This beautiful and diverse set ends with "Do Not Go Gentle Into That Good Night" by Dylan Thomas which lines are recited in the film and reflect the idea of resisting death. Recited by Michael Caine's during the lift off sequence it bolsters the idea that "We're not meant to save the world, we're meant to leave it."

Beautifully designed, this double vinyl edition of Interstellar (incomparable to the Illuminate Dark Star edition) has a nice booklet that gives a glimpse at how Chris Nolan and Zimmer work together and the impetus of the story behind the film. Apart from the session photographs there are liner notes written by Nolan and also there is an insightful interview with Zimmer which details about the use of instruments and how he scored the music. The soundtrack for this film has appeared in various other versions (standard, deluxe, Illuminated Star Projection edition) but this edition by MOV cherry picks almost the best of all that exists.

This score enhances the film it was commissioned for and it evokes worlds entirely their own. It really is magnificent music, regardless whether it's used within the film or heard on its own terms. As such it belongs to ranks in the upper echelons of film music.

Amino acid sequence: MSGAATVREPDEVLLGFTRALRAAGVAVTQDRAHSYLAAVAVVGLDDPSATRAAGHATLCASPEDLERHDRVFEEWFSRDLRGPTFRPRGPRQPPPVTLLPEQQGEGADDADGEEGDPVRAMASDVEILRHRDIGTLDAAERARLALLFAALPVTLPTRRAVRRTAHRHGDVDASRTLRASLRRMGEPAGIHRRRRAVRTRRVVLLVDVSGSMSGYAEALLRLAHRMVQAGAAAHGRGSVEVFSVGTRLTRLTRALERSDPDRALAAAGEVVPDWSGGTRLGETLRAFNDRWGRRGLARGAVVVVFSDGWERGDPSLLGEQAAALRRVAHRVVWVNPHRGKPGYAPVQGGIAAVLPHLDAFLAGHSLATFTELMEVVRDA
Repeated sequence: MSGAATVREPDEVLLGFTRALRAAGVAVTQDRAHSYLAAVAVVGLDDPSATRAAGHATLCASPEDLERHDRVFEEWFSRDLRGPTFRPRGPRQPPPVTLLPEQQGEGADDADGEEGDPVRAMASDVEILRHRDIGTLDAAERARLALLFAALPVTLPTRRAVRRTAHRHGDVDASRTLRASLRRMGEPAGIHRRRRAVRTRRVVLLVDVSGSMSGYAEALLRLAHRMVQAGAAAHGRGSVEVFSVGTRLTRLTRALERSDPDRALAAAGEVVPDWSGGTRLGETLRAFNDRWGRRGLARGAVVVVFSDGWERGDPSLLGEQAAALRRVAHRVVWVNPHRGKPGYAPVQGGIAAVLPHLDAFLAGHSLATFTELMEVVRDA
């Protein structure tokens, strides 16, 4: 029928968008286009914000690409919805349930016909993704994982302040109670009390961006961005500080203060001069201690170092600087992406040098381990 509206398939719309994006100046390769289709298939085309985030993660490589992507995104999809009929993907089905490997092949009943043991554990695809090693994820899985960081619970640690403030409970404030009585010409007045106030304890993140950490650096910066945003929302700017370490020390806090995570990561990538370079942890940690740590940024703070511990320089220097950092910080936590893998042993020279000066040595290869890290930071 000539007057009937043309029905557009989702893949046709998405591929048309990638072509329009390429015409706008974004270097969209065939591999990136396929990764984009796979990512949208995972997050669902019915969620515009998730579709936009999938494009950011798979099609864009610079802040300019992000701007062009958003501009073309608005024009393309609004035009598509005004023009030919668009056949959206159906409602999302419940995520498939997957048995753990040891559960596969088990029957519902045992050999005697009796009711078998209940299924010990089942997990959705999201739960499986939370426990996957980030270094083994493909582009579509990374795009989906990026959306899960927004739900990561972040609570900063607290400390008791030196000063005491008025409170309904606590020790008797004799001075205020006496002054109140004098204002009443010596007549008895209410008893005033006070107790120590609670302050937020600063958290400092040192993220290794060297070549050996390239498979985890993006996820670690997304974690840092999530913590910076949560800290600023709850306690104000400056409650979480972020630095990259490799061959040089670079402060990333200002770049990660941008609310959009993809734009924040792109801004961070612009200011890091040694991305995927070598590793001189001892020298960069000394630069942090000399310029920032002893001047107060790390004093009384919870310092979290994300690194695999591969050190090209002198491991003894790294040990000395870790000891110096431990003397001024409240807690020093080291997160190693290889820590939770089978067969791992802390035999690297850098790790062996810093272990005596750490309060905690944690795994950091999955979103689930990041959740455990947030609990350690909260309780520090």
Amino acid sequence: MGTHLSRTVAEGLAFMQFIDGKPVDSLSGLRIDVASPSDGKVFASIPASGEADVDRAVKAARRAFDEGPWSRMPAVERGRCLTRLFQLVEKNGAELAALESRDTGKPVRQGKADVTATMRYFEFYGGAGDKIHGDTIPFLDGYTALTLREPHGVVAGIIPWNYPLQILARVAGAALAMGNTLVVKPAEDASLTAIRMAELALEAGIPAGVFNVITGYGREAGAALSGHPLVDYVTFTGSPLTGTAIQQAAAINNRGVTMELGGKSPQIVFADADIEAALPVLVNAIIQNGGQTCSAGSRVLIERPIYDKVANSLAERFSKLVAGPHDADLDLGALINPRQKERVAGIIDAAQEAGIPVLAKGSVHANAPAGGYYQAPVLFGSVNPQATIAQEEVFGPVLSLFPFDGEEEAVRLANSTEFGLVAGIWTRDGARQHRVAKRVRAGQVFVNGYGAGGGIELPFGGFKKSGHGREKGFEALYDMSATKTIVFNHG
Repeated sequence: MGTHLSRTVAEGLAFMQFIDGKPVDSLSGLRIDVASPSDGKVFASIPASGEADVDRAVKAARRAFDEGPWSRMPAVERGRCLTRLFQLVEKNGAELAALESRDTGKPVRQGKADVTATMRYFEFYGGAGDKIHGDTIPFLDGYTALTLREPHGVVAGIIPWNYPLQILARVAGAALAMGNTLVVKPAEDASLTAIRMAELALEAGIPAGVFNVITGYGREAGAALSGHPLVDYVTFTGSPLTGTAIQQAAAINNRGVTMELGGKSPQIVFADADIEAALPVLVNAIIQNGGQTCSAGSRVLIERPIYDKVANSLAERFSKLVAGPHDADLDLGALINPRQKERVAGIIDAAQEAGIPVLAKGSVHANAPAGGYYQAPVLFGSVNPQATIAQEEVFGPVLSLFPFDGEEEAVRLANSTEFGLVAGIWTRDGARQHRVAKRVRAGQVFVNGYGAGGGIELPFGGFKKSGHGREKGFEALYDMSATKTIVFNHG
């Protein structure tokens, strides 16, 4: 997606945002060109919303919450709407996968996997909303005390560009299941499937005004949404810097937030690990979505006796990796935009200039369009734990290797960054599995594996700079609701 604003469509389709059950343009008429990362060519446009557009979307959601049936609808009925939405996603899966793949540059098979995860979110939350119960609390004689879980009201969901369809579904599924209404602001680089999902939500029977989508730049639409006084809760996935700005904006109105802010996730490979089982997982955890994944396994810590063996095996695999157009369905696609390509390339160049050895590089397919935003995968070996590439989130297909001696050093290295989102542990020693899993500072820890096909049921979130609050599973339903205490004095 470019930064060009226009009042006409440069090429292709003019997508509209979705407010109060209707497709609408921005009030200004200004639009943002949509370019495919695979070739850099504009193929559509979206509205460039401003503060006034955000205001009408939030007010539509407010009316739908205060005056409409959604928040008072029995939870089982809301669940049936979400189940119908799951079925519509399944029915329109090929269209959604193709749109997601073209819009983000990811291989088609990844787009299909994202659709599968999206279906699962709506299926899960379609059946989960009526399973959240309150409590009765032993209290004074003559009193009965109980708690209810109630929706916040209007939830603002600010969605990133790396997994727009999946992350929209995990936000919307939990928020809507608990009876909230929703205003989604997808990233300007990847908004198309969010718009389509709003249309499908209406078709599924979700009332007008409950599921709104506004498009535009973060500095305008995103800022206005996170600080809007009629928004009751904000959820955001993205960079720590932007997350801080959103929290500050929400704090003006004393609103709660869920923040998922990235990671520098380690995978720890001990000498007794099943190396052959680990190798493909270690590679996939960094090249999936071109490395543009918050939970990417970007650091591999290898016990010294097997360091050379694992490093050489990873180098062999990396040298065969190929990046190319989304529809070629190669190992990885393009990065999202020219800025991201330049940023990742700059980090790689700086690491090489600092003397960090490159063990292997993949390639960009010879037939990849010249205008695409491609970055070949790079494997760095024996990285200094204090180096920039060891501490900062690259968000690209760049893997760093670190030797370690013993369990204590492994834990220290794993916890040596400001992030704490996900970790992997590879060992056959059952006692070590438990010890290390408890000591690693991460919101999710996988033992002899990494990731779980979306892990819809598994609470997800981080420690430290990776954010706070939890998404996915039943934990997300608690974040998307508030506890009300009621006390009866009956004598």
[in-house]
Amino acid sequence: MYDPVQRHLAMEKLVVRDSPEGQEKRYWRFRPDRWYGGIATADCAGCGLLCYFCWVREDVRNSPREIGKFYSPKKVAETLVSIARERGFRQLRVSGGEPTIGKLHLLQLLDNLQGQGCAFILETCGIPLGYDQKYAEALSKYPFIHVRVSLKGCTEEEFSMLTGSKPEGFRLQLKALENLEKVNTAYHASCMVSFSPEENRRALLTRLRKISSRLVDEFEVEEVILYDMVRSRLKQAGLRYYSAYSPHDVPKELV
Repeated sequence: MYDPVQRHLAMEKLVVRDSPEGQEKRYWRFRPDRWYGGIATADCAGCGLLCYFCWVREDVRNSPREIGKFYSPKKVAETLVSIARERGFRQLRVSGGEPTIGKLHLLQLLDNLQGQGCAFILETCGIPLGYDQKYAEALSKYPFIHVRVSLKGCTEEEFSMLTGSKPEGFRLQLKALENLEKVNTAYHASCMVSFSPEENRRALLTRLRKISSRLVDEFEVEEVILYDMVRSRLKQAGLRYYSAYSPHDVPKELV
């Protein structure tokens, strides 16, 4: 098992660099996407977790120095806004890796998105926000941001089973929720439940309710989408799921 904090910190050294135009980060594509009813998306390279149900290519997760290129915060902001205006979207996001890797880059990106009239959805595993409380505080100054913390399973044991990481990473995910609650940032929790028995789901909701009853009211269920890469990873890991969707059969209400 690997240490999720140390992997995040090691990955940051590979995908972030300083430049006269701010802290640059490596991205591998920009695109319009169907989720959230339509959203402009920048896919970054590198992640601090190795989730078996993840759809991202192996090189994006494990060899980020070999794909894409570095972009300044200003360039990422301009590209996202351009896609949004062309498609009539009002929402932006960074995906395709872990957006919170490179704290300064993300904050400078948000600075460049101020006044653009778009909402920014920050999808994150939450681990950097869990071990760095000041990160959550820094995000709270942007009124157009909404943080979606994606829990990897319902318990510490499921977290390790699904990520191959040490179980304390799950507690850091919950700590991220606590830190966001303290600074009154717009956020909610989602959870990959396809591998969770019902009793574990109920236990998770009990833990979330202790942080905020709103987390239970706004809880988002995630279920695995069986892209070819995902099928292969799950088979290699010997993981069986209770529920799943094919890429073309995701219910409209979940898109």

Track Listing

Dreaming of the Crash; Cornfield Chase; Dust; Day One; Message From Home; Stay; The Wormhole; Afraid of Time; A Place Among the Stars; No Time For Caution; Murph; Detach; Running Out; Tick Tock; Where We're Going; Do Not Go Gentle Into That Good Night


Mario Reinsch: Ambient music design; Roger Sayer: Organ;Hans Zimmer: piano, Synth programming; Ann Marie Simpson: Violin; Chas Smith: Steel guitar; Frank Ricotti: Tuned percussion; Skaila Kanga: Harp; Thomas Bowes: Leader of the firsts; Roger Garland: Leader of the seconds; Caroline Dale: First cellist; Richard Watkins: First French horn; Peter Lale: First viola; Mary Scully: Bass; Woodwinds Choir: London Voices; Choirmasters: Ben Parry, Terry Edwards.

Album information

Title: Hans Zimmer: Interstellar OST | Year Released: 2015 | Record Label: Music On Vinyl